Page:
Indonesia, Kexim bonds take Asia by storm

Both deals received whopping responses from investors pleased with Indonesia’s generous offering for its largest-ever bond and Kexim’s return to capital markets, riding on Korea’s safe haven status.

Two dual-tranche bond issues launched in the past few days have taken the markets by storm; a positive sign as the new year gets under way.

The Republic of Indonesia’s (ROI) $4 billion dual-tranche bond – split equally into 10- and 30-year buckets – was heavily oversubscribed, receiving a total order book of $18 billion from more than 700 accounts globally.

The same goes for The Export-Import Bank of Korea’s (Kexim) $1.5 billion dual-tranche paper – split equally between a three-year floating rate note (FRN) and 10-year SEC-registered fixed-rate bond – which received a total order book of $6.4 billion from 365 accounts globally.

Both deals have been riding the improvement in macroeconomic prospects, especially Indonesia of late, but Kexim’s deal has the additional advantage: the reputation of an astute borrower.

In the case of ROI – the second sovereign bond offering of 2014 after Sri Lanka – the generous initial price offering is what spurred investor interest from the start with bankers away from the transaction estimating a new offer premium of 40bp-70bp. This makes sense given the country’s credit concerns, they add.

The 10- and 30-year tranche started with an initial price guidance of 6.2% and 7.1% but ended up pricing tighter at 5.95% and 6.85% respectively, given the strong investor demand for Indonesia’s notes. As a result, the transaction size had to be increased from $3 billion originally to $4 billion, according to a source close to the deal.

“The Republic of Indonesia made a record-breaking return to the global US dollar market,” said the source. “At $4 billion, the transaction was the largest Asian sovereign transaction in the last 10 years, and the largest transaction ever by the Republic of Indonesia.”

“Investor demand was strong despite the ROI choosing not to conduct a physical road show as investors clamoured to be part of the Indonesia credit story [that has improved recently],” added the source.

In spite of the deterioration of Indonesia’s external payments position over the past year – a widening current account deficit and decreasing foreign exchange reserves – analysts note that these have stabilised recently.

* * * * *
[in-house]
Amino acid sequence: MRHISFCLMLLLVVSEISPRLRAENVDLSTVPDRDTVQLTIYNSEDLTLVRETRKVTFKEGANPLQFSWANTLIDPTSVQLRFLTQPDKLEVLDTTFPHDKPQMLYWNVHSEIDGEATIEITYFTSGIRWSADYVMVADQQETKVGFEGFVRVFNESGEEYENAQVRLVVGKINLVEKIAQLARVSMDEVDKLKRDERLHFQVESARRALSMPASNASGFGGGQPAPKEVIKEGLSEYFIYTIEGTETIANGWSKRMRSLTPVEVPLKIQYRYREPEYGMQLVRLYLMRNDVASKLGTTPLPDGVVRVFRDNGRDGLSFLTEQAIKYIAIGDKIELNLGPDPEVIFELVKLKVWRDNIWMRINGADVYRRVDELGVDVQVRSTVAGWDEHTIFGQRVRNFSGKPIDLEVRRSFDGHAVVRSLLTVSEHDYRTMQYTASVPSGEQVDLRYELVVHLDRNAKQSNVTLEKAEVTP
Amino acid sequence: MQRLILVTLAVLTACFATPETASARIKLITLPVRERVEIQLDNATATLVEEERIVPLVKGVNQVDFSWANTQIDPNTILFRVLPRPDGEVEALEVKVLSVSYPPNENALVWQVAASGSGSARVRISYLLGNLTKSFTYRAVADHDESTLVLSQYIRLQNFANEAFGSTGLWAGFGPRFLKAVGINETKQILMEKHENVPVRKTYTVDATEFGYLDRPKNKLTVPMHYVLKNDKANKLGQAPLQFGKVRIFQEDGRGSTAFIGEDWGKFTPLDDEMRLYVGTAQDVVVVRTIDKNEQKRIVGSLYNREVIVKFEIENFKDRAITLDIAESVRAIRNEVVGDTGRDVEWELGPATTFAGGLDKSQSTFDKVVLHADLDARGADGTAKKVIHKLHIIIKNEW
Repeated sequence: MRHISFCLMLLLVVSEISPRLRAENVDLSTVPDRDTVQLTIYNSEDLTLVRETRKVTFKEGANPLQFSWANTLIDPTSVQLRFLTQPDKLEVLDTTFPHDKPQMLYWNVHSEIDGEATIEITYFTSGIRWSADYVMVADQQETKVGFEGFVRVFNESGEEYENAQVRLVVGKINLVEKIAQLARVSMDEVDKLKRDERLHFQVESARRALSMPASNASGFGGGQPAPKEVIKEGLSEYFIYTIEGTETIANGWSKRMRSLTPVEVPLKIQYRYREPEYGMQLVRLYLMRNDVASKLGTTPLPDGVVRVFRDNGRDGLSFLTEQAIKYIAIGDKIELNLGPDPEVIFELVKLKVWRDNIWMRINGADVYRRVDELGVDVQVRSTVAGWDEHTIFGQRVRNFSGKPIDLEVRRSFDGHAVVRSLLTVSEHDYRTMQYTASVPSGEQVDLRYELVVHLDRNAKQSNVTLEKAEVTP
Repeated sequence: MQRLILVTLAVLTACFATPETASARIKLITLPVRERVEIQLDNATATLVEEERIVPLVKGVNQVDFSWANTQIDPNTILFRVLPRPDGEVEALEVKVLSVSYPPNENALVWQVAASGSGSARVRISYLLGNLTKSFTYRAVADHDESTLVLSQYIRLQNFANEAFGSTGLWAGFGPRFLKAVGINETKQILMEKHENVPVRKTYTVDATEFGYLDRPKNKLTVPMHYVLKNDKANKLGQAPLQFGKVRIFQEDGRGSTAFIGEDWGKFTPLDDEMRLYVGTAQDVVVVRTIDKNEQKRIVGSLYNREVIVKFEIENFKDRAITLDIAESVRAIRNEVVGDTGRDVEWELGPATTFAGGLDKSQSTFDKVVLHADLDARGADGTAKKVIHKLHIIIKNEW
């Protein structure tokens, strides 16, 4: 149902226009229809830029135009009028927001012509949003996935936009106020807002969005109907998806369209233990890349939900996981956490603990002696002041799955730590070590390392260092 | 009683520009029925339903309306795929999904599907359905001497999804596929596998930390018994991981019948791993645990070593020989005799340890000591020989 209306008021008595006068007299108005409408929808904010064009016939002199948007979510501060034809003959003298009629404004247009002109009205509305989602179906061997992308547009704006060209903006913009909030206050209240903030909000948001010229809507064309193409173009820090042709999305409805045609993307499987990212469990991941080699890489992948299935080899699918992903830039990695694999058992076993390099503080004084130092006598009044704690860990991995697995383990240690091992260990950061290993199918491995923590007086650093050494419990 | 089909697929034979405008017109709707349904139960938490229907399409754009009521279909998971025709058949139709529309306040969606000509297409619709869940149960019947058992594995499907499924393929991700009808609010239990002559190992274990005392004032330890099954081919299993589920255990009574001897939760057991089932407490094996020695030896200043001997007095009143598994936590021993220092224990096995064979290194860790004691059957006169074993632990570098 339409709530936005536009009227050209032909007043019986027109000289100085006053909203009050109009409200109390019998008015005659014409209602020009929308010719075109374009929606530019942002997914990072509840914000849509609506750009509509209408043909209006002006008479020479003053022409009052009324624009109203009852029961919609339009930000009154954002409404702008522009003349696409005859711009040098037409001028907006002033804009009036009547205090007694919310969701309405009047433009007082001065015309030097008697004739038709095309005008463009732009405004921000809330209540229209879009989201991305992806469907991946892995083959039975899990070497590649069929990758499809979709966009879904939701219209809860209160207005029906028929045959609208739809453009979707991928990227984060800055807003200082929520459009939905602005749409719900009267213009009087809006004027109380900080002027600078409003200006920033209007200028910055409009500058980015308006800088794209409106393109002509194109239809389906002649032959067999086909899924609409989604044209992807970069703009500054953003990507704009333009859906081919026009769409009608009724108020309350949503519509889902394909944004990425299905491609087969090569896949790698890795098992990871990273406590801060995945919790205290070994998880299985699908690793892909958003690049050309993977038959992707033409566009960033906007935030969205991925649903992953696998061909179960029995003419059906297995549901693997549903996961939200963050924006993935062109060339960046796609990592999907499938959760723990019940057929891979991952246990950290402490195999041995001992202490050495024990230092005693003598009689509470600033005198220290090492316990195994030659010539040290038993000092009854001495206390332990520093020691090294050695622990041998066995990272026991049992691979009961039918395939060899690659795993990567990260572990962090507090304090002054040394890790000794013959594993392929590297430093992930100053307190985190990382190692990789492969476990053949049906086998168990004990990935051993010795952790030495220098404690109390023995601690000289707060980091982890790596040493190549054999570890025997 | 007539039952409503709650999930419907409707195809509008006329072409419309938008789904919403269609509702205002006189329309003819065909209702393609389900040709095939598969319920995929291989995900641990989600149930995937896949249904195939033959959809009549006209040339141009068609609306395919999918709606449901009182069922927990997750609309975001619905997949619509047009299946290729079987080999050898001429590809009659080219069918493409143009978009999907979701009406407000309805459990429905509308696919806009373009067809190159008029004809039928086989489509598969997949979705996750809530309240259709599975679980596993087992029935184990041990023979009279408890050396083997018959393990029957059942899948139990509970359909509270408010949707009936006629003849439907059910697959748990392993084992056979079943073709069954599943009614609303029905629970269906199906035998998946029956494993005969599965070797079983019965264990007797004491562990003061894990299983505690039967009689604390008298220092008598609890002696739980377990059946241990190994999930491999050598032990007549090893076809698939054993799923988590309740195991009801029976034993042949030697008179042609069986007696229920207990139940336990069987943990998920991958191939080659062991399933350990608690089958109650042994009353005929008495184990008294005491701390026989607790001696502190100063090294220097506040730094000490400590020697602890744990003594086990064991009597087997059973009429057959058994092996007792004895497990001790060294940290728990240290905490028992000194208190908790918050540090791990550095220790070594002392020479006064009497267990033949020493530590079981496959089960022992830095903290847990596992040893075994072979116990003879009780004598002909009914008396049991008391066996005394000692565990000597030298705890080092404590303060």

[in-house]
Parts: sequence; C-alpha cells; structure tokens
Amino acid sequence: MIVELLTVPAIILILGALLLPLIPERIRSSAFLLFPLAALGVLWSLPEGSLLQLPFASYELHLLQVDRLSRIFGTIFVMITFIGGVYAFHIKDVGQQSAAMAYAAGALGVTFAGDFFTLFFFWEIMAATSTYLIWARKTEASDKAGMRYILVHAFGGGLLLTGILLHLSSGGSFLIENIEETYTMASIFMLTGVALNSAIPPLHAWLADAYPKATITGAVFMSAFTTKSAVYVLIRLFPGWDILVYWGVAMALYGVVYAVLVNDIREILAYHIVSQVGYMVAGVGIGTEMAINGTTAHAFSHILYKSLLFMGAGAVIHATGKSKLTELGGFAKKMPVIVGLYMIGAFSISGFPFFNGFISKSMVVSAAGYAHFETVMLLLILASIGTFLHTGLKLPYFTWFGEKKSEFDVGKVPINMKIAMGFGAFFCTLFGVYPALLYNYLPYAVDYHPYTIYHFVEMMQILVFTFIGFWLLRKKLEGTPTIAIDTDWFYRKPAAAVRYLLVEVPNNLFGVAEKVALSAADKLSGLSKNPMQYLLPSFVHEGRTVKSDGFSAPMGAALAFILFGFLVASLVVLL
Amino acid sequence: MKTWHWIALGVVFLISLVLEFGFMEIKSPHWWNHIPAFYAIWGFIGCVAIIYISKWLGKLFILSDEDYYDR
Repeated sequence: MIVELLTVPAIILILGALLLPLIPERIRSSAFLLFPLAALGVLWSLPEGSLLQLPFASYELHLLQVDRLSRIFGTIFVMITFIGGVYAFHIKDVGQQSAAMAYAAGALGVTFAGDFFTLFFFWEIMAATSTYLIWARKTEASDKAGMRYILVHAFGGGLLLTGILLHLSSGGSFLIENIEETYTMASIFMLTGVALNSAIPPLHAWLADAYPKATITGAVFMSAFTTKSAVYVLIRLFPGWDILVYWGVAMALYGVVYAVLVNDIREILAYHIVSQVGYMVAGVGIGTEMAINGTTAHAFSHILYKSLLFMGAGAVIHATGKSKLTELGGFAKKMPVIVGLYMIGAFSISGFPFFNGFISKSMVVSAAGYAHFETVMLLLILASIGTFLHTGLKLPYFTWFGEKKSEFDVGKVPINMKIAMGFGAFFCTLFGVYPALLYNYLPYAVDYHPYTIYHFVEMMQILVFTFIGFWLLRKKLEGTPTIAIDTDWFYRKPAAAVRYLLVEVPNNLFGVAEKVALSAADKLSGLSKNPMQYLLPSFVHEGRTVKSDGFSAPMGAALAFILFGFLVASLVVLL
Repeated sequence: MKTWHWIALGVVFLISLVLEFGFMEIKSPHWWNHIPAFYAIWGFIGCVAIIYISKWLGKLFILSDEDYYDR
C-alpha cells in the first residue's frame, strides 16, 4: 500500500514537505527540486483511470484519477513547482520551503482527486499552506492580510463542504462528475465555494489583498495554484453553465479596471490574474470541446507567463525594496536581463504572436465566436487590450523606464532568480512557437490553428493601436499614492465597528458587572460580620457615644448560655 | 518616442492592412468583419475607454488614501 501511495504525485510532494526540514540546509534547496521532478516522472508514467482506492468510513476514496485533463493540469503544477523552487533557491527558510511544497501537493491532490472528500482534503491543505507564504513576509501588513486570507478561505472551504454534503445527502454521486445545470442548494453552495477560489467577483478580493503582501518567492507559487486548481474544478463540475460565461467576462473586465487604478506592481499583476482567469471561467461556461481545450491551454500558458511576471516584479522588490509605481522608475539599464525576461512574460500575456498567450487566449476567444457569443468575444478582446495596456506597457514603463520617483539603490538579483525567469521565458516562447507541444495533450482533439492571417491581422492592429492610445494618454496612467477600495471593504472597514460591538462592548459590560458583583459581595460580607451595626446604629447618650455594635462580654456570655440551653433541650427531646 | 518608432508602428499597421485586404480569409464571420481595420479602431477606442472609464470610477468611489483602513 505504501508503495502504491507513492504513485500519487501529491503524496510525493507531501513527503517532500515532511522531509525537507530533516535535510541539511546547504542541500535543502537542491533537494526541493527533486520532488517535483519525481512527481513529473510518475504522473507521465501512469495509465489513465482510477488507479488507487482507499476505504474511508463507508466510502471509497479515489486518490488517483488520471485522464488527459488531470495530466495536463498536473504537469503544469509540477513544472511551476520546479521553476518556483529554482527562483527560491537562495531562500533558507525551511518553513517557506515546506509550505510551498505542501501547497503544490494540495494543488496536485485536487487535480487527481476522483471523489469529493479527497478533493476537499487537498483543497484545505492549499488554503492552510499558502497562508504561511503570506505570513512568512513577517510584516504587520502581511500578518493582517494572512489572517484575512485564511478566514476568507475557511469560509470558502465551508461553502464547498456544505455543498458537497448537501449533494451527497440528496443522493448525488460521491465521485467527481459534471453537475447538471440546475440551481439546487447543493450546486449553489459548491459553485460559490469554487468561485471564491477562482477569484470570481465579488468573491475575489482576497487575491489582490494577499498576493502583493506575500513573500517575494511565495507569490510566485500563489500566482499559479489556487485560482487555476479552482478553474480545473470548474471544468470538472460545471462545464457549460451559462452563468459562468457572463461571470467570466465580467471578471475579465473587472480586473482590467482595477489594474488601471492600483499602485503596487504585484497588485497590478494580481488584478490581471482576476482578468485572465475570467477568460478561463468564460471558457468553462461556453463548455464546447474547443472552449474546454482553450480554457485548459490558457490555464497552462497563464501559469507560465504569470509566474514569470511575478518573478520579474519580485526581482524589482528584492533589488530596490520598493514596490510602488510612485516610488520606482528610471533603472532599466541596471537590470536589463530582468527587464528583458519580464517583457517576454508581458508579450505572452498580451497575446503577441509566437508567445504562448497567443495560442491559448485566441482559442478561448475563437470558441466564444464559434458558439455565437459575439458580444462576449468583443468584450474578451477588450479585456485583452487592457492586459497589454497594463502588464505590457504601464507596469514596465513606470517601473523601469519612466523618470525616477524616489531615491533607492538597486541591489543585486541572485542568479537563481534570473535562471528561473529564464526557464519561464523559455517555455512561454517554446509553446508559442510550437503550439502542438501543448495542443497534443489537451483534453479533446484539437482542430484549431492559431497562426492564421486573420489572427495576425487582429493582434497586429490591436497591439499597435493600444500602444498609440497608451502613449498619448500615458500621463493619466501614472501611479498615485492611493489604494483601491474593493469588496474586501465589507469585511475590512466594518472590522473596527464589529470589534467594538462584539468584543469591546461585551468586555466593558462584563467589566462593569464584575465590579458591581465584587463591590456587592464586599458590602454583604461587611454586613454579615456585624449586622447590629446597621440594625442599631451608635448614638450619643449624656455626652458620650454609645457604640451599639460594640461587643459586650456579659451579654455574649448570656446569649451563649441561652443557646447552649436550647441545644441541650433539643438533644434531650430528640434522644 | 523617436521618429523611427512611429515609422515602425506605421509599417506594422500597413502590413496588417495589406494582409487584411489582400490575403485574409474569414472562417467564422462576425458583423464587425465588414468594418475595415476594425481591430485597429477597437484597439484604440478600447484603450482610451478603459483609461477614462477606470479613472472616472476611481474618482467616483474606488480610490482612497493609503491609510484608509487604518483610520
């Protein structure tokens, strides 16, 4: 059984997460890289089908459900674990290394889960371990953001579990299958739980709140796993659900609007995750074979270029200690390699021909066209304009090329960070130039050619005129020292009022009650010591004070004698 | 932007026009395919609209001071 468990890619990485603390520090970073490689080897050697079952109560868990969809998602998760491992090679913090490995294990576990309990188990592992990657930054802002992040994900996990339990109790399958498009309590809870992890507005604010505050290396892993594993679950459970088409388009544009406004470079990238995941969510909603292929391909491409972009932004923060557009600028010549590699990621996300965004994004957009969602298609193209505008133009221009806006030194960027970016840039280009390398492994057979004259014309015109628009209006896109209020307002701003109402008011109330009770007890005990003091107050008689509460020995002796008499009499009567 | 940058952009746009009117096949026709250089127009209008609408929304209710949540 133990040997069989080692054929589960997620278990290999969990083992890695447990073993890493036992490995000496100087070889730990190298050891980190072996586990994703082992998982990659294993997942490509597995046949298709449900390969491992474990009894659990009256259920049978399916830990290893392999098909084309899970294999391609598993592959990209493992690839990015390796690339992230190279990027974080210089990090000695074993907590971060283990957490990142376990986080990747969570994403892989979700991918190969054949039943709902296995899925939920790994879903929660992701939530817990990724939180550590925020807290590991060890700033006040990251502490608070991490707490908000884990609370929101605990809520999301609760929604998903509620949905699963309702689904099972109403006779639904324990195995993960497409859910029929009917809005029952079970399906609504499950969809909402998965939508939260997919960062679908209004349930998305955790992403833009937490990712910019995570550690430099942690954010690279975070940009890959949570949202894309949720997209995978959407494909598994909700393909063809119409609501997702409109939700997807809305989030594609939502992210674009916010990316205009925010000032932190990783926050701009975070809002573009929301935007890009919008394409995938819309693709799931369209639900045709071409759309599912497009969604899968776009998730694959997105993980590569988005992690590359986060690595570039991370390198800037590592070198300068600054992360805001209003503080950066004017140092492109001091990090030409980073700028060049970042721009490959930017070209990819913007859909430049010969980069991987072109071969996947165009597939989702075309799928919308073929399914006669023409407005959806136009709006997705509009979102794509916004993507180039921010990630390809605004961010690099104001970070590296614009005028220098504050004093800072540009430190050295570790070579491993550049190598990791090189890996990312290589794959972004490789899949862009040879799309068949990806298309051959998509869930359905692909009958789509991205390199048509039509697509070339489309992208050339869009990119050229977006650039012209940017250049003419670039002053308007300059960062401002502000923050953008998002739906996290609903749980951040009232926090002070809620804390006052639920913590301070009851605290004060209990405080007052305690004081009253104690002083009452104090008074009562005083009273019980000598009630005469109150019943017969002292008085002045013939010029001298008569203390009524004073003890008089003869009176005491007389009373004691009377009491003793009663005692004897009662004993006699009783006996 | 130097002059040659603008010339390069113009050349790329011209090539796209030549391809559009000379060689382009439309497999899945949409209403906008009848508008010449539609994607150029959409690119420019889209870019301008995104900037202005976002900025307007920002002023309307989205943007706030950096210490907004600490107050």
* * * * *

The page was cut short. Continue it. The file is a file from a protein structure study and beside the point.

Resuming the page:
Moody’s, which has assigned a provisional rating of Baa3 with a stable outlook to the Indonesian government’s bond offering, notes that the sovereign is supported by healthy economic prospects, structurally narrow fiscal deficits and low public indebtedness.

The rating agency also added that the country’s very large natural resources endowment also buttress the rating, although gross domestic product (GDP) per capita is still the lowest amongst the investment grade countries.

In secondaries, the 10- and 30-year tranches have both tightened by 14bp to trade at 100.50 at a yield of 5.81% and 6.71% respectively.

Bank of America Merrill Lynch, Citi and Deutsche Bank were the joint book runners of the Indonesia’s deal. Bahana Securities, Danareksa Sekuritas and Mandiri Sekuritas were co-managers of the transaction.

Safe haven Korea

Foreign investors are rewarding South Korea a “safe haven status” given that its current account surpluses and accumulated foreign reserves are serving as a defense against possible cross-border capital flight, according to the International Monetary Fund (IMF) in November.

The global body expects the economy’s growth to rise from 2.8% in 2013 to 3.7% this year but the figure was lower than 3.9% estimated by the Finance Ministry and 3.8% by the Bank of Korea (BoK).

All these factors serve as an ideal backdrop for bond issuance originating from South Korea, including the latest transaction from Kexim – one of the country’s most frequent and savvy borrowers – on Tuesday.

“Kexim is known for being not only the most prolific borrower in Asia but most certainly in Korea,” said the source. “They’re an SEC-registered borrower, which means that they have a full global distribution capability and is extremely rare in Asia. This makes it appealing to investors primarily those from the US.”

The $750 million three-year FRN tranche was announced along with the 10-year tranche with initial pricings of three-month Libor plus high-80bp and Treasuries plus high-120bp respectively, according to a term sheet. 

Both tranches were priced during New York hours at the tight end of the final guidance and also flat to its existing curve. The FRN was priced at three-month Libor plus 75bp, supported by continued bid in the short-end of the curve and appetite for rarely issued floating rate instruments, while the 10-year priced at Treasuries plus 112.5bp, says a source close to the deal.

The nearest comparables for the three-year FRN were Kexim’s existing 2015s, which were trading at Libor plus 75bp, while the 10-year were its existing 2022s that have a G-spread of 113bp at time of pricing.

The notes are currently trading at Libor plus 70bp and Treasuries plus 107bp for the three-year FRN and 10-year fixed-rate tranche respectively.

Bank of America Merrill Lynch, Barclays, Citi, Deutsche Bank, JPMorgan and Société Générale were the joint book runners of Kexim’s transaction.

¬ Haymarket Media Limited. All rights reserved.
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